World's Judgment Now -- Again the formula of sal­vation now or eternal destruction is held forth to frighten people of the world into the path of re­ligion.

Universal Salvation-On the surface this looks like a doctrine of purity, enlarging the view of God's love and mercy. But examined closely, we believe it to be a doctrine contrary to well defined expressions of the Lord concerning an eventual destruction of the incorrigible, and therefore antagonistic to the Bible teachings, and as such, a subtle delusion.

The review of this brief list is painful, but there are many others. A thousand on one side, or ten thousand on the other side will be deceived and led astray by these teachings of error, but those in the secret place of the Most High keep on the Girdle of Truth and are not deceived.


The final form of pestilence for consideration in this article is described as the destruction that wasteth at noonday. There is nothing secretive about this. It is a disease attacking the New Creature in the open, and sometimes with fatal results. It is a wide-spread, destructive work, breaking down the barriers of strict Christian life. Jesus may have re­ferred to it when He said, "And because iniquity shall abound, the love of many shall wax cold." (Matt. 24:12.) Paul describes its effect when he tells of the selfishness, pride, covetousness, corruptness of morals, blasphemy and opposition to truth that would abound in the last days. It constitutes a black­out of the Spirit of Christ, and a let down of morals. Intolerance, selfishness, and the spirit of evil take the place of the fruits of the Spirit. It may begin in a small way by an undue emphasis upon works of service in place of growth in character-likeness to Christ. But, like leaven in a loaf, it spreads until evil dominates, and the first love is forgotten. Chris­tians are not contaminated by this disease and fear not its evil spread. They walk in the footsteps of the Master, whose life was one of purity and devo­tion to righteousness. Thus they know no evil will befall them, and no plague will come nigh their dwelling.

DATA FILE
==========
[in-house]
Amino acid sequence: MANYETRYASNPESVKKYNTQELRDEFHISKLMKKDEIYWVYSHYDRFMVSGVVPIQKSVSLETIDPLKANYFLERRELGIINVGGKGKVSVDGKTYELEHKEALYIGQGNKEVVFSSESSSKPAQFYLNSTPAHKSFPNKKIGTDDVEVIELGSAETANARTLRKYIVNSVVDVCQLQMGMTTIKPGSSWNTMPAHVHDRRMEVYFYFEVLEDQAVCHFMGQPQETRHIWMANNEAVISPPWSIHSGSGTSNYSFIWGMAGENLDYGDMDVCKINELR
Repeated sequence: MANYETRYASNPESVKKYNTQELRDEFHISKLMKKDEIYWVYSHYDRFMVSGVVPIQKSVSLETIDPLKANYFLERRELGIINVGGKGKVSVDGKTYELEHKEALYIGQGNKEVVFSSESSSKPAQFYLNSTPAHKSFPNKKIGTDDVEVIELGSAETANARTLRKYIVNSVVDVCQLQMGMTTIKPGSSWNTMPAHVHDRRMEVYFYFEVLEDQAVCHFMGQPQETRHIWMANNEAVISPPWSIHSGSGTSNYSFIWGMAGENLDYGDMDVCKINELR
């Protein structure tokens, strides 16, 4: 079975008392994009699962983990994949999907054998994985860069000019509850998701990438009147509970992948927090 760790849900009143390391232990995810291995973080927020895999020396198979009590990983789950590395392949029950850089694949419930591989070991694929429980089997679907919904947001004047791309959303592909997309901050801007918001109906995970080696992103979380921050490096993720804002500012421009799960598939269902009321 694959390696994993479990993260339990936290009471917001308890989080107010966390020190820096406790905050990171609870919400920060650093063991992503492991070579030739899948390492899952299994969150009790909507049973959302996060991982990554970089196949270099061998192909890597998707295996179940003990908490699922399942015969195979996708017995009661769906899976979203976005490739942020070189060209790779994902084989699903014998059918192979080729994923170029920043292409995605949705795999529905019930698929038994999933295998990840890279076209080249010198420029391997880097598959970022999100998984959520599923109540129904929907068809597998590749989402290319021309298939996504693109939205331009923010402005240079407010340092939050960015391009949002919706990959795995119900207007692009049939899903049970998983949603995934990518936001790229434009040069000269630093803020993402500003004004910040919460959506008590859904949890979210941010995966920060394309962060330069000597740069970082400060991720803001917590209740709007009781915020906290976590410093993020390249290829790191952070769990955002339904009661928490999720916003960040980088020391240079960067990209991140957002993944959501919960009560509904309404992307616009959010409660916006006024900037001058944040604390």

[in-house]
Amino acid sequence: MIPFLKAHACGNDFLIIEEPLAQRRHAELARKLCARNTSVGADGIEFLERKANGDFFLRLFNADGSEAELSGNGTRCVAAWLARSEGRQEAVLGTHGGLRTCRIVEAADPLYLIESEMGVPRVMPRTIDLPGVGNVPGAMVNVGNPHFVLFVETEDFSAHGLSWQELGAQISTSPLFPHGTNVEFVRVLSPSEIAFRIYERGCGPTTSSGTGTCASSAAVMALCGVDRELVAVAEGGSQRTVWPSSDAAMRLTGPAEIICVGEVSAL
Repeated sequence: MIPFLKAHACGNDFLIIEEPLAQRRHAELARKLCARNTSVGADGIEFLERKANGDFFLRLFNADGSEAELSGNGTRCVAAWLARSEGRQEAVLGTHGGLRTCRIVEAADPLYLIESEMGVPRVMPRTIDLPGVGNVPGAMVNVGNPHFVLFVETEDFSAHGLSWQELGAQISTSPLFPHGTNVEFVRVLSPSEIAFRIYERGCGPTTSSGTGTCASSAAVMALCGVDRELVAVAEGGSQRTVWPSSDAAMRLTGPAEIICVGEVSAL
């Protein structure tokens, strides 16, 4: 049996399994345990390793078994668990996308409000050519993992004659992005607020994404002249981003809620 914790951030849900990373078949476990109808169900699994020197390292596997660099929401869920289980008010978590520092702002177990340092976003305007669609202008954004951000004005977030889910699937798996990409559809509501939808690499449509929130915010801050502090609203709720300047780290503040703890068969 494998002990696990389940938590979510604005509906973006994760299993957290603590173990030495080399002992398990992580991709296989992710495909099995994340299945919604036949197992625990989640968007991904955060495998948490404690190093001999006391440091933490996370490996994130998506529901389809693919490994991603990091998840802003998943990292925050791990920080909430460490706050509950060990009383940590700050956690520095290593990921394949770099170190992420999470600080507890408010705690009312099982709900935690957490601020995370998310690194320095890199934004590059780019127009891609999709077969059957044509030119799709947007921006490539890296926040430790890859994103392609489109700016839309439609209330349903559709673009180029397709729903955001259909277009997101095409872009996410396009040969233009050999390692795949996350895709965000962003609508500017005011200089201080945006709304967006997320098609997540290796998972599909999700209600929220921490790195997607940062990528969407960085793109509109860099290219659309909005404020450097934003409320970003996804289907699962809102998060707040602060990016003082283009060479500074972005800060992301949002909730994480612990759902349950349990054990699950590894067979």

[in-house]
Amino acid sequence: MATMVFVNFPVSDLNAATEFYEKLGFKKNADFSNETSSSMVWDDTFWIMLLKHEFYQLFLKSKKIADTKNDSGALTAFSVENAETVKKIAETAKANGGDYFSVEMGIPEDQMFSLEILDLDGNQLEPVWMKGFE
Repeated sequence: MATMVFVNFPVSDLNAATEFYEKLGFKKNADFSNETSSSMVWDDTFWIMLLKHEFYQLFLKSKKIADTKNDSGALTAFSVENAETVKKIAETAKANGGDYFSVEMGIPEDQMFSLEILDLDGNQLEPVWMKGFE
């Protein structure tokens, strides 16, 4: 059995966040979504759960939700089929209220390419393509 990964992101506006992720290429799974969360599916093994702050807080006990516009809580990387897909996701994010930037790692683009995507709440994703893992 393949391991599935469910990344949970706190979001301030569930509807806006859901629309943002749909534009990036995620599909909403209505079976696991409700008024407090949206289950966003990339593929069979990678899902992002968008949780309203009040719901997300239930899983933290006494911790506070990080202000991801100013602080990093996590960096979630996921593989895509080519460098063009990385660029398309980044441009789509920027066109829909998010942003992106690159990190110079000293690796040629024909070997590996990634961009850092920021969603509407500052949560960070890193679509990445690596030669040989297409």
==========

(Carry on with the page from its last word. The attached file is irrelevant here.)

"Because he hath set his love upon Me, therefore will I deliver him: I will set him on high, because he bath known My name." Relying upon this the New Creature maintains his position and continues in the narrow way that leads unto life eternal, un­moved and unafraid of the plagues, pestilences, and snares placed in his way. Surely goodness and mercy will follow him all the days of his life and he will dwell in the house of the Lord forever.

-O. R.. M0YLE

The Grace of Christ

"The grace of our Lord Jesus Christ be with you all." - 2 Thess. 3:18.

GRACE! 'TIS a charming sound, harmonious to the ear." Thus wrote the poet. It is a charm­ing sound, not only because we all need the grace of God, but also because it is a charming adornment of Christian character, and it gives a charm to any who possess it.